Under new IRC Sec. 197, certain intangible property (defined as “IRC Sec. 197 intangibles”) are amortizable ratably over a 15-year period. The new law represents a substantial change from the prior law, under which neither good will nor going-concern value, two examples of IRC Sec. 197 intangibles, were amortizable.
Either as a legislative judgment, or as a rule of administrative convenience, the 15-year amortization period applies regardless of the actual useful life of the IRC Sec. 197 intangible. Moreover, Sec. 197 occupies the amortization field entirely: no other amortization or depreciation rules can apply to intangible property amortizable under IRC Sec. 197.
The amortization deduction provided by IRC Sec. 197 is allowable with respect to the capitalized costs of certain intangible property that is acquired and held by the taxpayer in connection with the conduct of a trade or business or an activity engaged in for the production of income. Although the intangible must be held in connection with a trade or business, it need not constitute part of a trade or business when acquired. The amount of the deduction is calculated by amortizing the adjusted (e.g., cost) basis of the IRC Sec. 197 intangible ratably over the 14-year period, beginning in the month in which the intangible was acquired.
The following IRC Sec. 197 intangibles are defined in the Conference Committee Report which accompanied the legislation:
• Goodwill is defined as “the value of a trade or business that is attributable to the expectancy of continued customer patronage, whether due to the name of a trade or business, the reputation of a trade or business, or any other factor.”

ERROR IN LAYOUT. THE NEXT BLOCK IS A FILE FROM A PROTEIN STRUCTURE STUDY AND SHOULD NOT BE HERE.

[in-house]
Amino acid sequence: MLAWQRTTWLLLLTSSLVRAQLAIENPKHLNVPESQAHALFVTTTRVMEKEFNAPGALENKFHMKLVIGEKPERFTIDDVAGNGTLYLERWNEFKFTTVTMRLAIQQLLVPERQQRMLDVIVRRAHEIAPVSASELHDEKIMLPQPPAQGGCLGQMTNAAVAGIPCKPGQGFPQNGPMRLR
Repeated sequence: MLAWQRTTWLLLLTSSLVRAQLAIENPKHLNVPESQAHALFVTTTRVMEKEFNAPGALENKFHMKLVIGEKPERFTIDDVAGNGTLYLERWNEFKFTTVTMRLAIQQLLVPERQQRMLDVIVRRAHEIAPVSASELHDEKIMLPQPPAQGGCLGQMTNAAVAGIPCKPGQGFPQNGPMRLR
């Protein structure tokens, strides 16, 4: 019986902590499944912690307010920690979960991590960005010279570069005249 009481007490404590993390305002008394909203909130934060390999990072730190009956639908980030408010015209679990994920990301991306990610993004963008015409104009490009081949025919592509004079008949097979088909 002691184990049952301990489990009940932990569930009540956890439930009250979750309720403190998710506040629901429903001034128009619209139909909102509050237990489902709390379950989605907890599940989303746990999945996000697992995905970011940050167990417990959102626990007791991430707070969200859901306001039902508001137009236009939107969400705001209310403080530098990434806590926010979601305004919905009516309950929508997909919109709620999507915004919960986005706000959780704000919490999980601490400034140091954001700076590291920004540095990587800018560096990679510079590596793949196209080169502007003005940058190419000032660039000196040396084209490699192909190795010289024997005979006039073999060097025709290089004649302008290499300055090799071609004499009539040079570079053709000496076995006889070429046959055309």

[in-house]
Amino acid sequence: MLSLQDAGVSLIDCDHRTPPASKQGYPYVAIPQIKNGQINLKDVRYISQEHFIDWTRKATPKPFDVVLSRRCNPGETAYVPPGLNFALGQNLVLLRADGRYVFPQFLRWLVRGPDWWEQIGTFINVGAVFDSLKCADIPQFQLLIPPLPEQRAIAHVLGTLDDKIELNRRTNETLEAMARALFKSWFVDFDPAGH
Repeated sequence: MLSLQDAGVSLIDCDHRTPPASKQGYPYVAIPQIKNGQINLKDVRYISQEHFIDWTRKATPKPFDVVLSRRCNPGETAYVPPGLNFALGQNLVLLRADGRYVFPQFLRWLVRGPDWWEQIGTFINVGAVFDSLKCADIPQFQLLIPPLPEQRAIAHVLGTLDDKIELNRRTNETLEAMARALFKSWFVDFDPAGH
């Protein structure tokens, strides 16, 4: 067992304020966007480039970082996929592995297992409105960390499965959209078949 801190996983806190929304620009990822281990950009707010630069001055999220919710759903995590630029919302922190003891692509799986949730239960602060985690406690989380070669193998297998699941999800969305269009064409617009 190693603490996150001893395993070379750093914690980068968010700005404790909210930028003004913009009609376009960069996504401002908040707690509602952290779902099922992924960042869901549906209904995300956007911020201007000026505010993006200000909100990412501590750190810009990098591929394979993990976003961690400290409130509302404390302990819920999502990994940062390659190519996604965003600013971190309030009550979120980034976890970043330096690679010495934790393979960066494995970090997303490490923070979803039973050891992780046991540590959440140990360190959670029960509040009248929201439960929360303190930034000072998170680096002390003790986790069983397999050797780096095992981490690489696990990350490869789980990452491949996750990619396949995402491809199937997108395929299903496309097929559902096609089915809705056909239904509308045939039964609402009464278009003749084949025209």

• Going concern value is defined as “the additional element of value of a trade or business that attaches to property by reason of its existence as an integral part of a going concern”;
• Workforce in place is defined as “the composition of a workforce (e.g., the experience, education, or training of a workforce), the terms and conditions of employment whether contractual or otherwise, and any value placed on employees or any of their attributes.”
• Information base is defined to include “business books and records, operating systems, and any other information base including lists or other information with respect to current or prospective customers.”
• Know-how is defined as “any patent, copyright, formula, process, design, pattern, know-how, format, or similar item.”
IRC Sec. 197 intangibles also include these items:
(1) any “customer-based intangible”, such as market share; (2) any “supplier-based intangible”; defined as the value resulting from future acquisition of goods or services, (3) licenses, permits, and other rights granted by governmental units; (4) covenants not to compete; and (5) any franchise, trademark or trade name.
The following items are expressly excepted from IRC Sec. 197 intangible status:
• Certain financial interests, including “any interest in a corporation, partnership, trust, estate, existing futures contract and other enumerated contracts.”
• Land, specifically “the cost of acquiring an interest in land.”
• Computer software, defined to include (i) any computer software which is readily available for purchase by the general public, and (ii) certain acquisitions of computer software not involving the acquisition of a trade or business.
Other items similarly excepted from IRC Sec. 197 status include:
(1) certain interests or rights acquired separately; (2) interests under leases and debt instruments; (3) sports franchises; (4) mortgage servicing; and (5) certain transaction costs.